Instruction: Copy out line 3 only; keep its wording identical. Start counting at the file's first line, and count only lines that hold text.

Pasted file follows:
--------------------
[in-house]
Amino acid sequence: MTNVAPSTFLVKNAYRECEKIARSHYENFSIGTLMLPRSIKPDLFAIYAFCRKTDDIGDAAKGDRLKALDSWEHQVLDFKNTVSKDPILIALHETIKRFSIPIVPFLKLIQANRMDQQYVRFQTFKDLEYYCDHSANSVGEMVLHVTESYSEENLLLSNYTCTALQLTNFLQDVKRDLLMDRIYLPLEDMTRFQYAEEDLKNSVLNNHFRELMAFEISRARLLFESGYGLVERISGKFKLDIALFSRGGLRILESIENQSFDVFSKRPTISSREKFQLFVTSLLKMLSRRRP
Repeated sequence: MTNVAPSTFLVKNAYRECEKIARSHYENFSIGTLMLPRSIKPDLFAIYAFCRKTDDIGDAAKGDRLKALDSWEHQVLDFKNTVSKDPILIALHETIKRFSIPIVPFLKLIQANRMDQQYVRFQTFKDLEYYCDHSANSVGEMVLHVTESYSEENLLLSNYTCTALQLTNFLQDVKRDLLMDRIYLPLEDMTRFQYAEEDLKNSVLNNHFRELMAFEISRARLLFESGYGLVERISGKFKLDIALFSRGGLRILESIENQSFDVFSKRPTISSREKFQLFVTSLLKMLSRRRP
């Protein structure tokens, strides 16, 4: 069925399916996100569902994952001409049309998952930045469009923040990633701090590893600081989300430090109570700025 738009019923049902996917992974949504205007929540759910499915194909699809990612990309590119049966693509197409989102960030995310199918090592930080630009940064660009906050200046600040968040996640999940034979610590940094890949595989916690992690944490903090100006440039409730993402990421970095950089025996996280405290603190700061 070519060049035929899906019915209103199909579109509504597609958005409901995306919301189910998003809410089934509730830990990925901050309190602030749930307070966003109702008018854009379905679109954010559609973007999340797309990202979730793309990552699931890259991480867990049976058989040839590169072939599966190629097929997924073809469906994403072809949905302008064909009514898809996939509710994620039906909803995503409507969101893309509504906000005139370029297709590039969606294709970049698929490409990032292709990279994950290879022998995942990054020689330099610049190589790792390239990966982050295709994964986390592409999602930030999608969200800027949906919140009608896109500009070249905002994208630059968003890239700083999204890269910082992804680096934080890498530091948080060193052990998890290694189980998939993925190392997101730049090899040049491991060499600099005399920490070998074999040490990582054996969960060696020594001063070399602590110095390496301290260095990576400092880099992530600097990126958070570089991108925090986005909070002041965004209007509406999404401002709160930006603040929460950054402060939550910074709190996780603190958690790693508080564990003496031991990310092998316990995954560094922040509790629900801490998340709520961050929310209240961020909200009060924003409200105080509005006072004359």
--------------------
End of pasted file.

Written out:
Repeated sequence: MTNVAPSTFLVKNAYRECEKIARSHYENFSIGTLMLPRSIKPDLFAIYAFCRKTDDIGDAAKGDRLKALDSWEHQVLDFKNTVSKDPILIALHETIKRFSIPIVPFLKLIQANRMDQQYVRFQTFKDLEYYCDHSANSVGEMVLHVTESYSEENLLLSNYTCTALQLTNFLQDVKRDLLMDRIYLPLEDMTRFQYAEEDLKNSVLNNHFRELMAFEISRARLLFESGYGLVERISGKFKLDIALFSRGGLRILESIENQSFDVFSKRPTISSREKFQLFVTSLLKMLSRRRP